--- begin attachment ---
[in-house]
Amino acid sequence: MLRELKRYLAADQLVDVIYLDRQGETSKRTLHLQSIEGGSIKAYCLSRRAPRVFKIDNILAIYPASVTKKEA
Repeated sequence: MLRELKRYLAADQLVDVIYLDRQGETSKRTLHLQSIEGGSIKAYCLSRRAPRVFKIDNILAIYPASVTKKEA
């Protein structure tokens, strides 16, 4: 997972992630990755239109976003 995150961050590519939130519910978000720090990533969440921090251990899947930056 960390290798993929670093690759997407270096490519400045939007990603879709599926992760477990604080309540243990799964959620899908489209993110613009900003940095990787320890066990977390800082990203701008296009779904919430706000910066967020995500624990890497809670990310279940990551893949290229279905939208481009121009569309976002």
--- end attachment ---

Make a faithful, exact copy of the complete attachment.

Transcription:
[in-house]
Amino acid sequence: MLRELKRYLAADQLVDVIYLDRQGETSKRTLHLQSIEGGSIKAYCLSRRAPRVFKIDNILAIYPASVTKKEA
Repeated sequence: MLRELKRYLAADQLVDVIYLDRQGETSKRTLHLQSIEGGSIKAYCLSRRAPRVFKIDNILAIYPASVTKKEA
């Protein structure tokens, strides 16, 4: 997972992630990755239109976003 995150961050590519939130519910978000720090990533969440921090251990899947930056 960390290798993929670093690759997407270096490519400045939007990603879709599926992760477990604080309540243990799964959620899908489209993110613009900003940095990787320890066990977390800082990203701008296009779904919430706000910066967020995500624990890497809670990310279940990551893949290229279905939208481009121009569309976002």